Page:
Mme. Alda; Miss Leonora Allen; Miss Perceval Allen (4) ; Miss Bailey (2) ; Miss Inez Barbour; Mrs. Bishop (5); Mme. Blauvelt; Mme. Brema; Miss Broch; Mrs. Bussing; Mme. Calve; Miss Anna Case; Mrs. Cumming; Miss Doolittle; Mms. Fabris (3); Mme. Farrar; Maude Fay; Miss Anna Fitziu; Mrs. Ford (2); Mme. Fremstad (2); Mme. Gadski (3); Mme. Galli-Curci; Miss Lucy Gates; Miss Goodwin; Mme. Gluck (2) ; Miss Harrah; Miss Frieda Hemple (2) ; Mrs. Henschel; Miss Hiltz; Miss Hinkle (5) ; Miss Johnson (3) ; Miss Johnston (5) ; Mme. Juch (3) ; Mme. Kas-choska; Mme. Kileski (2) ; Mme. Klafsky; Miss Kleyn (2) ; Mme. Linne; Miss Loh-miller; Mrs. Sammis MacDermid (2) ; Mme. Maconda (2) ; Miss Marvin; Miss Nina
92 Official Program Book
Morgana; Mme. Muzio; Mrs. Nikisch; Mme. Nordica (2) ; Miss Osborne; Mrs. Osborne-Hannah (2); Miss Parmeter; Mme. Pasquale (2); Mrs. French-Read (2); Mrs. Rider-Kelsey (6) ; Mme. Rappold (2) ; Miss Rio (5) ; Mme. de Vere-Sapio (2) ; Mme. Sembrich; Miss Sharlow (2) ; Miss Sparkes; Mme. Steinbach; Miss Stevenson, Miss Stewart (5) ; Mme. Tanner-Musin; Mrs. Walker (2) ; Mrs. Winchell (2) ; Mrs. Wood; Mrs. Zimmerman (2).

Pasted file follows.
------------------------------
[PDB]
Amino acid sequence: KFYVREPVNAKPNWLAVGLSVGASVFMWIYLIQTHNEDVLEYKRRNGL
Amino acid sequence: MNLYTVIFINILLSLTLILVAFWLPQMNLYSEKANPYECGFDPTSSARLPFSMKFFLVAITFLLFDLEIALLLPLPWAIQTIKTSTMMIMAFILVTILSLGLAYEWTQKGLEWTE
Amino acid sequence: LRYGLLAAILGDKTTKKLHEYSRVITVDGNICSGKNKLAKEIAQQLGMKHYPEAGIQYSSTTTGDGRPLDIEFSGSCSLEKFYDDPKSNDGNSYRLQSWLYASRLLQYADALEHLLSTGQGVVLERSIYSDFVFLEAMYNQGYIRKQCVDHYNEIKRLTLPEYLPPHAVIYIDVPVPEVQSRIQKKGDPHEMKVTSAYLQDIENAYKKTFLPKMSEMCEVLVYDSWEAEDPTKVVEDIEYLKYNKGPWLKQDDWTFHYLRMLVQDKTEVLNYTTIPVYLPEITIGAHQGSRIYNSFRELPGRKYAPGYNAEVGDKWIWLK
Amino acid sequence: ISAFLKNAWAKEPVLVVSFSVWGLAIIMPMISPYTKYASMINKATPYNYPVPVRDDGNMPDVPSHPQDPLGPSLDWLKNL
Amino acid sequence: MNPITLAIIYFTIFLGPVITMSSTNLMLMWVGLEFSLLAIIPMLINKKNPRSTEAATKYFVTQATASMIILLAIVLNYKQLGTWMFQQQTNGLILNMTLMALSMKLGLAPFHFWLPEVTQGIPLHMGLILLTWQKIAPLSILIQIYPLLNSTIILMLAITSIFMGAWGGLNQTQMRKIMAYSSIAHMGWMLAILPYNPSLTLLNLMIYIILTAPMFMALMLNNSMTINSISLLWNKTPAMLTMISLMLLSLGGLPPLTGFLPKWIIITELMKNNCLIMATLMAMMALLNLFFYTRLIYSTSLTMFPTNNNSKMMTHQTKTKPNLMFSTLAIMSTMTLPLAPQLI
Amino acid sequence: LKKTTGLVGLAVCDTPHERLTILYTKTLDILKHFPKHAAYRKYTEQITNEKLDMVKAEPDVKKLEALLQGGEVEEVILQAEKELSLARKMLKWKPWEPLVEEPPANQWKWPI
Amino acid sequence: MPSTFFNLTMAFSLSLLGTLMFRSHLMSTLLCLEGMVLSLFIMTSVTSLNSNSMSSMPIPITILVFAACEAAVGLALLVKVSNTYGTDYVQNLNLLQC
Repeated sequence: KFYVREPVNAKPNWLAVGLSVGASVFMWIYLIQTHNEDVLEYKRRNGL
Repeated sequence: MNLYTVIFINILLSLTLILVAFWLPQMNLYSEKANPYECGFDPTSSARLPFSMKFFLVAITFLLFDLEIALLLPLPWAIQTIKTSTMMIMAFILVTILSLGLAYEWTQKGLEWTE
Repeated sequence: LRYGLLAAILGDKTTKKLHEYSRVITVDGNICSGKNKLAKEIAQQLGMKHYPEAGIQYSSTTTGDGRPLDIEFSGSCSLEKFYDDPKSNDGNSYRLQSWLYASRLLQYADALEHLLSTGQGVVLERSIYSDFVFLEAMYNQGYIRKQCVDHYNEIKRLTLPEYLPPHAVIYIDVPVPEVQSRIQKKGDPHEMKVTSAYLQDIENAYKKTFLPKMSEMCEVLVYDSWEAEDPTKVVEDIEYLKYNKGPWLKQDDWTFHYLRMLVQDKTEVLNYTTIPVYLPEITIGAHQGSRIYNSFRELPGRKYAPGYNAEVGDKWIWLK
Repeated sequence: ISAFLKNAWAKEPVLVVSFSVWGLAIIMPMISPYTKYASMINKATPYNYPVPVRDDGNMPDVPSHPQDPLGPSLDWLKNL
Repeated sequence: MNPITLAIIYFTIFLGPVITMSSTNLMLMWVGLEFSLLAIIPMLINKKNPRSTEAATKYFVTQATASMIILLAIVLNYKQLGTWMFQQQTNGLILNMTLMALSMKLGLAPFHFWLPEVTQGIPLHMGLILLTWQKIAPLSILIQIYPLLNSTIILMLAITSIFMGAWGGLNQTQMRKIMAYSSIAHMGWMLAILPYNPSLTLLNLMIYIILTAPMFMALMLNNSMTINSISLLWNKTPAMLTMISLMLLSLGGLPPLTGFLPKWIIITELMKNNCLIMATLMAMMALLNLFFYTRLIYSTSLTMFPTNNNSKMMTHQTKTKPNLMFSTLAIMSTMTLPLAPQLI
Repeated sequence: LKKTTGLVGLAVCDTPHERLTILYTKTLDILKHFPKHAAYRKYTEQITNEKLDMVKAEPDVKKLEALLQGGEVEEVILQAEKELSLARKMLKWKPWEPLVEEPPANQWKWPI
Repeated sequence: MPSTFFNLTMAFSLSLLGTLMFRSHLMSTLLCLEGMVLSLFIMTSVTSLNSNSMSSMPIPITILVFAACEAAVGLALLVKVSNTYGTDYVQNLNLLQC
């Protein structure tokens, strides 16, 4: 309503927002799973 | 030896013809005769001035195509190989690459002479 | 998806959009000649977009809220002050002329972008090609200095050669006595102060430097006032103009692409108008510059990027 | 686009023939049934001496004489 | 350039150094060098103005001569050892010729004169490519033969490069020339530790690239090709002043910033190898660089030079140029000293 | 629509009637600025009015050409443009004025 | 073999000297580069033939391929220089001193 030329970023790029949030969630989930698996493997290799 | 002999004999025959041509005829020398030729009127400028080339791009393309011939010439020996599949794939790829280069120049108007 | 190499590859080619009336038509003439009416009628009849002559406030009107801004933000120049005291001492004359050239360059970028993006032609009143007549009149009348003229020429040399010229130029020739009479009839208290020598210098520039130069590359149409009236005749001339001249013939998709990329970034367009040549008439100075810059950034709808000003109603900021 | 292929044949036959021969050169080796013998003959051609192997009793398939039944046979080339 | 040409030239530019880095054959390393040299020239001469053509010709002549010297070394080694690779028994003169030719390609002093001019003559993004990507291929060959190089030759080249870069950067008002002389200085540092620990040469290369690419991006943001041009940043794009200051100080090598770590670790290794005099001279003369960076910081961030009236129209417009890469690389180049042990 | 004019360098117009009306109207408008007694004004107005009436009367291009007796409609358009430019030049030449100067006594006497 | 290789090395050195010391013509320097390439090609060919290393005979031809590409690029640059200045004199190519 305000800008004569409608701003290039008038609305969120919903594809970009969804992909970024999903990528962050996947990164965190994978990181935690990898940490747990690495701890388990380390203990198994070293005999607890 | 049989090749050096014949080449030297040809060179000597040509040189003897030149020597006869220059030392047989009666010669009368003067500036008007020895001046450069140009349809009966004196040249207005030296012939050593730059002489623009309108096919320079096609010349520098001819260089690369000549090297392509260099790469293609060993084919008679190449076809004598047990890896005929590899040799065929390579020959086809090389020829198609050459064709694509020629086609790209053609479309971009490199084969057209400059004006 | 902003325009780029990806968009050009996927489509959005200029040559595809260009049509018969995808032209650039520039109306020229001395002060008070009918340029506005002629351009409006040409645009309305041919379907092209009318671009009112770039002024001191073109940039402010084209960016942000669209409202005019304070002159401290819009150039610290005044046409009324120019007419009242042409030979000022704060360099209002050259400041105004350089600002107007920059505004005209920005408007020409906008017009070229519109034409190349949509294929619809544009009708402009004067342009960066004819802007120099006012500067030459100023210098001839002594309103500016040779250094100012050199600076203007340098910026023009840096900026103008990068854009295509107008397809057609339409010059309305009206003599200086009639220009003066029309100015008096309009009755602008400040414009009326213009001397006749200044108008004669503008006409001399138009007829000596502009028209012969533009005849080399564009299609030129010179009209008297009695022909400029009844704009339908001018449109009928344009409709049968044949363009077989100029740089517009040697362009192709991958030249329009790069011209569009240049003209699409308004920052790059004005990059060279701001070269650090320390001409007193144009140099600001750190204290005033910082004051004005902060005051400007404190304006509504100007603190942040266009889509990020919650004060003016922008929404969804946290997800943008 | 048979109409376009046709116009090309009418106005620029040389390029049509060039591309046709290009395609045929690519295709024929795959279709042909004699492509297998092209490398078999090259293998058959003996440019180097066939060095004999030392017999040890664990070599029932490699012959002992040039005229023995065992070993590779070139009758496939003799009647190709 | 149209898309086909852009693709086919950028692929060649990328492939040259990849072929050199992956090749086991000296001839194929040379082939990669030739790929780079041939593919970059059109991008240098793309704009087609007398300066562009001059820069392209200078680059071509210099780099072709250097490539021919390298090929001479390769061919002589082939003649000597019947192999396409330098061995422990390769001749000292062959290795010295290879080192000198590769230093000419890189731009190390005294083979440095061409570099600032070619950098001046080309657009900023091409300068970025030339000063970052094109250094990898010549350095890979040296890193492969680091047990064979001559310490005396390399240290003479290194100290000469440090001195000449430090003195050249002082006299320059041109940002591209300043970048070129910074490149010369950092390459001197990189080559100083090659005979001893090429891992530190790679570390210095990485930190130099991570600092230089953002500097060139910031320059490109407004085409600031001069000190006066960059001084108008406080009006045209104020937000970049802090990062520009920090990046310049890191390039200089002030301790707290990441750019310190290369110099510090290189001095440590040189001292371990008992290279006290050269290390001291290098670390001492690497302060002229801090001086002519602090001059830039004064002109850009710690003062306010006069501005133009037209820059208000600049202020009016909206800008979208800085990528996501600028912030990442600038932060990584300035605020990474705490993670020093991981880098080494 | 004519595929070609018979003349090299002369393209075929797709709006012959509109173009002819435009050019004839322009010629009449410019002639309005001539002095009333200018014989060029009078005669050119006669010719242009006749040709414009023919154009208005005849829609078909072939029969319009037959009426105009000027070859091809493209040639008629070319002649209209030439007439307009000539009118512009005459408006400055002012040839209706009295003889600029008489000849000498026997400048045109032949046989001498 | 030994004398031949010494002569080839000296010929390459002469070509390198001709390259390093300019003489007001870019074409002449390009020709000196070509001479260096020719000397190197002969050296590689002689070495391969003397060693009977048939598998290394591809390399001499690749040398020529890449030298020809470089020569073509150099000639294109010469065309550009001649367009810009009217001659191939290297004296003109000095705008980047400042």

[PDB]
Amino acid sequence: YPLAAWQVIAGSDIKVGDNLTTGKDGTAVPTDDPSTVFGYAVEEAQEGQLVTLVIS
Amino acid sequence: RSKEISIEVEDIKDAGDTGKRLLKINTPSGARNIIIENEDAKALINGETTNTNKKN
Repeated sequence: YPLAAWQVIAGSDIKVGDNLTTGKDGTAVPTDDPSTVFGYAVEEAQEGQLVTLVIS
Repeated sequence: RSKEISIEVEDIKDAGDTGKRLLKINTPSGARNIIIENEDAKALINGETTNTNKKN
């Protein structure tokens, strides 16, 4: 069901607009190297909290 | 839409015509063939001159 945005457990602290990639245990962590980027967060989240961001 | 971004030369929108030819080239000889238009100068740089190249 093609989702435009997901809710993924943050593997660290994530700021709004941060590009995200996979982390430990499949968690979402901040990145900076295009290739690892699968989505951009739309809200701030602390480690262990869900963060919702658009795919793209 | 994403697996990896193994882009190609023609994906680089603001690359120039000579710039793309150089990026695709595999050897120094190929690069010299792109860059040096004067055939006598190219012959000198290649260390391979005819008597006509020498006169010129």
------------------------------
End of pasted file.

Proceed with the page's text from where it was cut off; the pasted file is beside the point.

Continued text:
Mrs. Alcock; Mrs. Bloodgood (3); Mme. Bouton (4); Miss Buckley (2); Mrs. Clements (2); Miss Crawford; Miss Muriel Foster; Miss Glenn; Miss Hall; Miss Heinrich; Mme. Homer (8); Miss Hunt; Mme. Jacoby (2); Miss Keyes (7); Miss Komenarski; Carolina Lazzari (2); Mme. Matzenauer (6); Christine Miller; Miss Mulford (3); Miss Munson (2); Mrs. Pease (2); Miss Roberts; Miss Roselle (2); Mrs. Scott; Mme. Schumann-Heink (6); Miss Spencer (6); Miss Stein (10); Miss Stoddard; Miss Towle; Mme. can der Veer; Miss Weed; Mrs. Wright; Miss Wirthlin.
Althouse; Beddoe (3) ; Berthald (4) ; Bond (2) ; Carpi; Caruso; Cowper (2) ; Davies; Davis; Dippel (2) ; Gordon; Hackett; Hall (8) ; Hamlin (5) ; Hamilton (3) ; Edword Johnson (5); Jordan (2); Kingston (2); Knorr (2); Lavin; Lazaro; Mar-tinelli (3); McCormack; McKinley (2); Murphy (5); Patton (2); Stevens (4); Towne (3); van Hoose (4); van York; Wegener; Wheeler; Williams (4).